“The Time War raged invisible to smaller species, but devastating to higher forms. Our bodies wasted awayâ€¦ weâ€™re trapped in this gaseous stateâ€¦”
Doctor Who is littered with classic stories set in the most wonderful eras of Earth history â€“ just look at The Curse of Fenric and Black Orchid â€“ but if there is one period which gets the typical Doctor Who fan goosebumped-a-plenty, itâ€™s the Victorian age. The Talons of Weng Chiang has traditionally been the archetypal “Doctor Who meets alien in historic setting” story but is that about to change following tonightâ€™s episode?
Mark Gatissâ€™ episode on the face of things is beautifully crafted, both in terms of plotting and in the success of the production design team and director Euros Lyn in creating the Victorian-era Cardiff (although the Doctor intended Naples in 1860). The snowbound Victoriana, horse-drawn carts and Billie Piper dressed in a beautiful period costume work perfectly, and the atmosphere, suitably for a story set at Christmas, is chilling. Add to that the wonderful Simon Callow in his most austere performance as Charles Dickens to date, plus the mysterious Gelth, and youâ€™ve got a fantastic “romp”â€¦
Mr Sneed, an undertaker and his maid Gwyneth have for some while been experiencing the loss of corpses due to reanimation. We see such as occasion in the pre-credits sequence, and it is quite reasonably the best pre-credit sequence of any show ever (and to be fair, “Star Trek: The Next Generation” had a good share of those). Eventually it becomes apparent that the dead walk due to the possession of entities known as the Gelth, who are travelling through a space-time rift to Cardiff in 1869. They require bodies to exist corporeally â€“ and it seems Gwyneth has a major part to playâ€¦
It would be best to mention at this point the key part that the character of Gwyneth (superbly played by Eve Myles) plays in this story. Her importance is best referred to in her relationship with Rose, who develops a liking for the servant as the girl reveals her ability to read minds and communicate with the ethereal Gelth. It would also be an opportune time to confirm that Billie Piper continues to impress as Rose, able to be sparky and commanding in one moment and sensitive and moving in the next.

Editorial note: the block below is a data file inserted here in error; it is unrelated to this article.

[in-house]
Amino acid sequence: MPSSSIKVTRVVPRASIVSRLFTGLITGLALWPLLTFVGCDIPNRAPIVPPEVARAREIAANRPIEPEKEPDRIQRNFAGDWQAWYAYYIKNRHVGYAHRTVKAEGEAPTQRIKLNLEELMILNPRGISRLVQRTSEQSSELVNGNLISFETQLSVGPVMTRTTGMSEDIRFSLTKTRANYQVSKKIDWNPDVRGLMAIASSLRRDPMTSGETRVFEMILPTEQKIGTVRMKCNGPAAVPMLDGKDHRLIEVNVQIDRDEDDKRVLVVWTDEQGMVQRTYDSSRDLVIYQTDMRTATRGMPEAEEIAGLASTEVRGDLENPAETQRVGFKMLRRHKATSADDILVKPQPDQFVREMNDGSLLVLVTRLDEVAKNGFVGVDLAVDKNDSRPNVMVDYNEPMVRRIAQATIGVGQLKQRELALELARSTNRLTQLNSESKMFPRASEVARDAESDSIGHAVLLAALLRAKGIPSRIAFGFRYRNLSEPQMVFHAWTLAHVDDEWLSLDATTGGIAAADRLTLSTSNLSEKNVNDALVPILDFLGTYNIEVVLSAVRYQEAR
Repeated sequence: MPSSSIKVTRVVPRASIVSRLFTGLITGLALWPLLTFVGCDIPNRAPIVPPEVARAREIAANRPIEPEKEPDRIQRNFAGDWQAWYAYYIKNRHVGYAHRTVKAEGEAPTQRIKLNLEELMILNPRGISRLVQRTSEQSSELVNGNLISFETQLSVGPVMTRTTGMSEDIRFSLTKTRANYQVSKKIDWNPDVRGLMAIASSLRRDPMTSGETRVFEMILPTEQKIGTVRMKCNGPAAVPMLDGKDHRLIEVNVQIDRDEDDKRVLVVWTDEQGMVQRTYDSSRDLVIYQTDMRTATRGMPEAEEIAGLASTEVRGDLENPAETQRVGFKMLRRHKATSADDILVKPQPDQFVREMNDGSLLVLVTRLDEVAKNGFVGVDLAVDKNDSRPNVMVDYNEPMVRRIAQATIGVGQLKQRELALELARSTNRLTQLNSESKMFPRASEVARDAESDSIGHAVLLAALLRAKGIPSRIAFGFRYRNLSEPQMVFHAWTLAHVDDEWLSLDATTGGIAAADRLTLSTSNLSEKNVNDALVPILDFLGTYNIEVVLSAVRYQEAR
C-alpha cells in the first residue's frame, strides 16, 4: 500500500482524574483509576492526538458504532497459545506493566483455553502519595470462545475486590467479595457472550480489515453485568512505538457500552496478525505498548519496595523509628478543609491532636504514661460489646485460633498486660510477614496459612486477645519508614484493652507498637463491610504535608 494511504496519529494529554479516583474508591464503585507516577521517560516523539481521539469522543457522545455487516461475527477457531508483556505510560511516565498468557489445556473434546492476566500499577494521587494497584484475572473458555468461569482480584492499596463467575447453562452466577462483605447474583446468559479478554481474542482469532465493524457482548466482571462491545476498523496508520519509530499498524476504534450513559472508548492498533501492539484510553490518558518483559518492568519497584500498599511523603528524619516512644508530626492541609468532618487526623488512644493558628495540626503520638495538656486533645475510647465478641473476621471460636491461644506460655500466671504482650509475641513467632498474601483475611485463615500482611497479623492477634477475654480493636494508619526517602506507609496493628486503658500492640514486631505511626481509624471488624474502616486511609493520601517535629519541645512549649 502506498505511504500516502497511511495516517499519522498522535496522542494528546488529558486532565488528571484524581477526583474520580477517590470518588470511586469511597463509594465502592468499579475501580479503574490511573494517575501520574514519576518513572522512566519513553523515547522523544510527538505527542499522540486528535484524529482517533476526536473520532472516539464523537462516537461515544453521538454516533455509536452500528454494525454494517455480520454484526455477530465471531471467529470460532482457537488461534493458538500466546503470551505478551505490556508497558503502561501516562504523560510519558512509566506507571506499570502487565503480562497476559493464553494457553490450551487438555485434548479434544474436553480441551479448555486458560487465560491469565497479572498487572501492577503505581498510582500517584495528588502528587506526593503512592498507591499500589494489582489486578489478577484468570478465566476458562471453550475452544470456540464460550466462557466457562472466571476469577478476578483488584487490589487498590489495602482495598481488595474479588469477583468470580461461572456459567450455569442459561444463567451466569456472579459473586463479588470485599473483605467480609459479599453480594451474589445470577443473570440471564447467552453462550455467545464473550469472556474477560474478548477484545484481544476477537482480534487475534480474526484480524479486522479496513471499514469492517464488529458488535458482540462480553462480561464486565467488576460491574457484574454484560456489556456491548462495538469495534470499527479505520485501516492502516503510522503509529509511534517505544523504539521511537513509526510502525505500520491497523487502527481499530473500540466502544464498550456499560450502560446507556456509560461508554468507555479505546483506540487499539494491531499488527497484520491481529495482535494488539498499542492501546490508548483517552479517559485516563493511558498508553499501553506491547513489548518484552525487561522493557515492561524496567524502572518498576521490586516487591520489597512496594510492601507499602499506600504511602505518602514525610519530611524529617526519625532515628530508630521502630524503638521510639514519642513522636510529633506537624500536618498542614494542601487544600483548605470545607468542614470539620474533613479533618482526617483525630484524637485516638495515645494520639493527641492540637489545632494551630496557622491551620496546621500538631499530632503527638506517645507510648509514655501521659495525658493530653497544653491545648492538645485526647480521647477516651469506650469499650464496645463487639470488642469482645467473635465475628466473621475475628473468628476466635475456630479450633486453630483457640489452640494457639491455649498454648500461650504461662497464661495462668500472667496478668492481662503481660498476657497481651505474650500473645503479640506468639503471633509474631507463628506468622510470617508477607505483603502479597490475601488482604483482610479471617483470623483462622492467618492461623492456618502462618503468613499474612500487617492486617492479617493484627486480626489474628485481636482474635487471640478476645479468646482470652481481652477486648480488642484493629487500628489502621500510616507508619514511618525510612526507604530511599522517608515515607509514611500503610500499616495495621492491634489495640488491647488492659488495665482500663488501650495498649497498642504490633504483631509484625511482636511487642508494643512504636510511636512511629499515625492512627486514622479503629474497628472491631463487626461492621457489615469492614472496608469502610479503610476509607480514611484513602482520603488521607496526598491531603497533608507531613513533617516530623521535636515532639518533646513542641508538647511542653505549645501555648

Simon Callow is perfect as Charles Dickens, a part he has been deemed “born to play” by many. While that may be a small slight on his talents, it is by no means unfair to suggest that he by far and away the best character actor to appear in a guesting role in Doctor Who. Many may claim he is a perfect Doctor â€“ I would say he is the perfect actor, so utterly convincing in every part he portrays. Tonight, he portrayed to us the sad later years of Dickensâ€™ life and there wasnâ€™t a single scene he appeared in that he did not command. Of particular note is the first scene in the coach with the Doctor, and the departure scene where the Doctor and Rose bid Dickens farewell; the Doctor tells the great writer that his books will go on “forever”â€¦
Victorian Cardiff may on the face of it be more difficult to evoke than Victorian Naples â€“ a quick visit to Port Merion could surely solve that quandary â€“ but thankfully the Doctor Who production team found a wonderful part of Swansea to double as Victorian Cardiff (the location being the butt of many jokes â€“ who would want to die in Cardiff after all that travelling anyway?). As reported in the Press some months ago, a vast amount of work has gone into creating a perfect Christmas atmosphere â€“ snow, low lights, street-side urchins â€“ and we as viewers get the opportunity to travel to Cardiff in 1869. The transportation is instant and amazing.
As the Doctor, Rose, Sneed, Gwyneth and Dickens gather in a SÃ©ance, we learn more about the War which the Doctor has spoken about in the previous two episodes. The Gelth are effectively refugees from the destruction caused â€“ but are their intentions good? And what of the Doctor? What war has happened that is so terrible it could destroy the Time Lords themselves? Christopher Ecclestonâ€™s 9th Doctor is giving nothing awayâ€¦ I suggest we wonâ€™t get any more real clues until we meet the Dalek in 3 weeks timeâ€¦
On the whole, Mark Gatiss has written the best episode yet of Doctor Who 2005 â€“ and weâ€™re only 3 parts into it! As mentioned earlier, Gatiss describes the story as a “romp”. That is the greatest tragedy about this episode; massively understated by its author, it beautifully characterizes the latter life of Charles Dickens, questions the possibility of dying before your own birth and is the closest Doctor Who can ever get to repeating the wonder of The Talons of Weng Chiang without actually copying it.
Discuss this episode and the review in the Kasterborous Forum